Education for Women: the Bethehem Seminary

JUDITH SARGENT MURRAY (1751-1820), born in Massachusetts, was an essayist, poet, and playwright who believed that women should have the opportunity to receive an education equal to that of men. She was also one of the few women of her time to keep letter books over a long period of time—most women did not think their letters serious enough to be worth saving. (In 1984, 20 volumes of 5,000 letters by Murray were discovered in Natchez, Miss. in a house near her daughter’s where she died.) Murray and her husband had visited the Bethlehem Seminary in Pennsylvania in 1790 and she sent her cousin’s wife Dorcas Sargent an extensive description of the town of Bethlehem as well as the school for young girls located there and run by Moravians: its founding, its physical appearance, its curriculum, etc. The next several posts contain excerpts from that letter which will give the reader a feeling for the school which Maria Jay was attending. (See two previous posts.)

. . . . I have this morning been endeavouring to summon before me, the several events of our journey, for the purpose of selecting for you, something which may be calculated for your amusement, and as you are so usefully engaged, in forming the opening mind, I think I cannot do better, than to make for you a little sketch of our Bethlehem tour —
We were drawn thither, by the fame of that Seminary, and high as our expectations were raised, we are obliged to acknowledge them far surpassed—Bethlehem is in the State of Pennsylvania, situated fifty four miles North of Philadelphia—It is a beautiful Village, which may, without the smallest enthusiasm, be pronounced a terrestrial Paradise—It is true, we do not wander through Orange, and through Citron Groves, but nature hath shaped the most enchanting walks, embowering shades, meadows, hills, and dales greet the eye, with most refreshing Variety—Parallel rivers pursue their glassy course—the margins of which are planted by the most flourishing and highly perfumed locusts, Cedars, Chestnuts and a variety of trees bearing in their season, the most delicious fruit—Now the fertilizing stream murmurs along, in a direct line now indented, or projecting, its Borders still ornamented by the richest foliage, its diversified meanderings exhibit the most pleasing, and romantic views—
Upon an eminence in Bethlehem, the cultivated scene opens before us —a chain of verdant hills encircle it, and this little Eden, is embosomed in the midst—The Town, with a very few exceptions is built with stone, and the dwellings are generally planned upon a large scale—The house of the Brethren, that of the Sisterhood, the Asylum for widows, and the Seminary for young Ladies, are uncommonly elevated and capacious, and there is an air of dignified simplicity remarkably exemplified, through the several structures—The greatest Order, and unanimity, is preserved in Bethlehem, even their water works are characteristic—the inhabitants are supplied from one spring, a cistern conveys it to their kitchens, by the aid of a pump, worked by a water Machine, the cedar pipes receive it, and the ready spout issues at pleasure, the purifying stream in every dwelling—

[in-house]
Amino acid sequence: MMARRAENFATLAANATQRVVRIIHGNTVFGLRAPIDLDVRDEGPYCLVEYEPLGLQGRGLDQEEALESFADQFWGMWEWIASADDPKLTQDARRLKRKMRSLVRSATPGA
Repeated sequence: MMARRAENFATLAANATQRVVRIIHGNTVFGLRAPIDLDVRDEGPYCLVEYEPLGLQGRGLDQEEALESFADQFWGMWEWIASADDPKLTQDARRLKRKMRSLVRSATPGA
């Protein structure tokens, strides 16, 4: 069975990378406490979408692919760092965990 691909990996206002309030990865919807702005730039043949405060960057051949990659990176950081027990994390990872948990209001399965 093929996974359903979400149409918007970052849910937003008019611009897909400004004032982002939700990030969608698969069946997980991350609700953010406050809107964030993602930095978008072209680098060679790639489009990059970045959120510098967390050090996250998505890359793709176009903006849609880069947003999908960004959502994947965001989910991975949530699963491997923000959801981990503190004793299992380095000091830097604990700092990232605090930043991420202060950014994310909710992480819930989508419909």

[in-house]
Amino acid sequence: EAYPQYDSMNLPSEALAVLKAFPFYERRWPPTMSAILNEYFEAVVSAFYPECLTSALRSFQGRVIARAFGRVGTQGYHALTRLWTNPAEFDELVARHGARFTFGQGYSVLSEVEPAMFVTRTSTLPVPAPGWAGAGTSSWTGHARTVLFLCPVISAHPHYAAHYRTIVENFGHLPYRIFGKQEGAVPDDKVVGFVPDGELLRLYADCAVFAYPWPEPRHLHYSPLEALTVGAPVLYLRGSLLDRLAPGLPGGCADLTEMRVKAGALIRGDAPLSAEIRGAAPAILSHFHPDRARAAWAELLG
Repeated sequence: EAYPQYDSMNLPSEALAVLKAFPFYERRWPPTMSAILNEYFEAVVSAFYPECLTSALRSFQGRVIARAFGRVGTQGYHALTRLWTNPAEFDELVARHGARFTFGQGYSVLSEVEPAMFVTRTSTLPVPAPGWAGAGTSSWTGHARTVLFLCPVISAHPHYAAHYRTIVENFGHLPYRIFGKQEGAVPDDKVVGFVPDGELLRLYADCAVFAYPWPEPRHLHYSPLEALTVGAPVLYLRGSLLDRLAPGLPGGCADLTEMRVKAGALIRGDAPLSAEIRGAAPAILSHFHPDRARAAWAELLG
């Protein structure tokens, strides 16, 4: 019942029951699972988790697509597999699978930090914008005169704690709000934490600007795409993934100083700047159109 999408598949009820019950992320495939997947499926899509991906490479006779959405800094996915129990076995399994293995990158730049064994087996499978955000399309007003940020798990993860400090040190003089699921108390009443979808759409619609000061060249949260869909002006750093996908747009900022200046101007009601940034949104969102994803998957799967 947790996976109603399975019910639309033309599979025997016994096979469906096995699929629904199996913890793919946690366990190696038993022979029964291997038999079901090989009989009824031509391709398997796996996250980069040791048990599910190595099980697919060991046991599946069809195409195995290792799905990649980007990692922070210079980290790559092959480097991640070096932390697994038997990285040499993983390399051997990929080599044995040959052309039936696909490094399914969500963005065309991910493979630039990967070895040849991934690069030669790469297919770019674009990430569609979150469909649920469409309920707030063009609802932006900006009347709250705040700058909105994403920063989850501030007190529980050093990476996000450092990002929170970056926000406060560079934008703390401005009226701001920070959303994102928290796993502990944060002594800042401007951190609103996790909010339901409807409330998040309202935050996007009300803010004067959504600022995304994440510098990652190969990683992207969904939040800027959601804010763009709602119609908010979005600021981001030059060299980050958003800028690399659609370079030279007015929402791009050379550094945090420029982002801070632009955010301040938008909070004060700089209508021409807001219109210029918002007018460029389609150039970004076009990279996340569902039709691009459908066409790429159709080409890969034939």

The Town was originally founded by Germans—Many natives of Europe now reside there, and they preserve their ancient customs with much exactness—A great variety of Arts, and manufactures, are carried to high perfection in Bethlehem, among which is the business of the Tanner, Clothier, stocker[,] Weaver, Tin Works, Blacksmith, Gold and silver smith, saw and sythe Maker, Wheel Wright, and Chaise and harness maker—Grist Mills are fashioned upon the best plan, and they have a Brewery after the English model, Printing, and book binding are said to be finished in the neatest manner—in short they exhibit, and encourage, all the common Crafts—
Their Religion seems to be a system of Benevolence—its foundation is true Philanthropy, upon which broad base, is erected the super structure of Philanthropy—I admire, beyond expression, the regularity conspicuous in every department, and the Virgin Choir derive all the advantages, which the Cloistered Maiden can boast, without connecting her restraints—I inquired of one of the sisters, if it were in her power to quit her engagements—Our doors, Madam, replied the charming Recluse, are always open—but once relinquishing this retreat, a reentrance is very difficult—the Circle of Amiable Women dwell together in perfect Amity, every one cultivating and exercising her different talent, the profits arriving there from, constituting a common fund—Never did I see all kinds of needle work carried to higher perfection—every flower produced by prolific Nature, is exactly imitated, as to render it only not impossible to designate them—I never saw them surpassed, by any imported from Europe, and with the beauty, richness, and exquisite shading of their embroidery I was highly pleased—as we pass through the apartments, the tambour embroidery, flowers, etc etc are displayed for sale—I requested that their Value was beyond my reach—Neither is the Loom, or the distaff neglected—Cloths of a superior kind are manufactured in Bethlehem—and we were shown the art of spinning, without a wheel!

See complete letter HERE. Bonnie Hurd Smith is an author and the founder of The Judith Sargent Murray Society. The paragraphing in the letter has been added by Smith. She describes the contributions of Judith Sargent Murray in this VIDEO. See other posts by Murray HERE, HERE, HERE, and HERE. See also another POST about the Seminary. The portrait of Murray is by John Singleton Copley (Terra Foundation for American Art, Daniel J. Terra Collection).

posted December 12th, 2016 by Janet, CATEGORIES: Bethlehem Seminary, Education, Murray, Judith Sargent


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